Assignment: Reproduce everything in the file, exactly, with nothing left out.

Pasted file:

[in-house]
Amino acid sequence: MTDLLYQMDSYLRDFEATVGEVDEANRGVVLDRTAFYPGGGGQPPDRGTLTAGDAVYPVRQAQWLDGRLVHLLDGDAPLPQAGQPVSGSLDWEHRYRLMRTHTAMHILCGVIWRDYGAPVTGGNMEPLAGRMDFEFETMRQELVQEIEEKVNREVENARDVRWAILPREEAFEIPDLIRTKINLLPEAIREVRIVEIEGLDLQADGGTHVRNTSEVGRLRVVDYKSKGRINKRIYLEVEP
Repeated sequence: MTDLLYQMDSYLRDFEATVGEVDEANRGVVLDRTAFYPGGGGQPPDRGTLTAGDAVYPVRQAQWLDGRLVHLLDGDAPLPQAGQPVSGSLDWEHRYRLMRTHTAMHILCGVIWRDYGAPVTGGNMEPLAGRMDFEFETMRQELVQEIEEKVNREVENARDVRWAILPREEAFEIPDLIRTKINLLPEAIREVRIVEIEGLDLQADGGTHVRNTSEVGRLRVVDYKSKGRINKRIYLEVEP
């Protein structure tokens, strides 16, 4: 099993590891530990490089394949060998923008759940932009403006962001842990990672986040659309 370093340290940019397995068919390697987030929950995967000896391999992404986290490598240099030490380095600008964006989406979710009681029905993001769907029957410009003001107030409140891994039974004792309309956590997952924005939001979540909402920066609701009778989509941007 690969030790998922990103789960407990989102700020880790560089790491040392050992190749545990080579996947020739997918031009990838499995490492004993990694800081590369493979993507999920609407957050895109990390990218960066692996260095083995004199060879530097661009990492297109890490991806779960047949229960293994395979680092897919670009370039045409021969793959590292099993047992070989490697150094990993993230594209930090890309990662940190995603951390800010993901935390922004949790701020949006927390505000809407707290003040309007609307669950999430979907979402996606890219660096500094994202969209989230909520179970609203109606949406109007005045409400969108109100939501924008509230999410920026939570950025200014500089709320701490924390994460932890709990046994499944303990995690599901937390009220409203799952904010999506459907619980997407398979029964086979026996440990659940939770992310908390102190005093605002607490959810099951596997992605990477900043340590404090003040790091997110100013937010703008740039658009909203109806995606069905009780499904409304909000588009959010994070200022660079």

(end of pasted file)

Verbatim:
[in-house]
Amino acid sequence: MTDLLYQMDSYLRDFEATVGEVDEANRGVVLDRTAFYPGGGGQPPDRGTLTAGDAVYPVRQAQWLDGRLVHLLDGDAPLPQAGQPVSGSLDWEHRYRLMRTHTAMHILCGVIWRDYGAPVTGGNMEPLAGRMDFEFETMRQELVQEIEEKVNREVENARDVRWAILPREEAFEIPDLIRTKINLLPEAIREVRIVEIEGLDLQADGGTHVRNTSEVGRLRVVDYKSKGRINKRIYLEVEP
Repeated sequence: MTDLLYQMDSYLRDFEATVGEVDEANRGVVLDRTAFYPGGGGQPPDRGTLTAGDAVYPVRQAQWLDGRLVHLLDGDAPLPQAGQPVSGSLDWEHRYRLMRTHTAMHILCGVIWRDYGAPVTGGNMEPLAGRMDFEFETMRQELVQEIEEKVNREVENARDVRWAILPREEAFEIPDLIRTKINLLPEAIREVRIVEIEGLDLQADGGTHVRNTSEVGRLRVVDYKSKGRINKRIYLEVEP
């Protein structure tokens, strides 16, 4: 099993590891530990490089394949060998923008759940932009403006962001842990990672986040659309 370093340290940019397995068919390697987030929950995967000896391999992404986290490598240099030490380095600008964006989406979710009681029905993001769907029957410009003001107030409140891994039974004792309309956590997952924005939001979540909402920066609701009778989509941007 690969030790998922990103789960407990989102700020880790560089790491040392050992190749545990080579996947020739997918031009990838499995490492004993990694800081590369493979993507999920609407957050895109990390990218960066692996260095083995004199060879530097661009990492297109890490991806779960047949229960293994395979680092897919670009370039045409021969793959590292099993047992070989490697150094990993993230594209930090890309990662940190995603951390800010993901935390922004949790701020949006927390505000809407707290003040309007609307669950999430979907979402996606890219660096500094994202969209989230909520179970609203109606949406109007005045409400969108109100939501924008509230999410920026939570950025200014500089709320701490924390994460932890709990046994499944303990995690599901937390009220409203799952904010999506459907619980997407398979029964086979026996440990659940939770992310908390102190005093605002607490959810099951596997992605990477900043340590404090003040790091997110100013937010703008740039658009909203109806995606069905009780499904409304909000588009959010994070200022660079």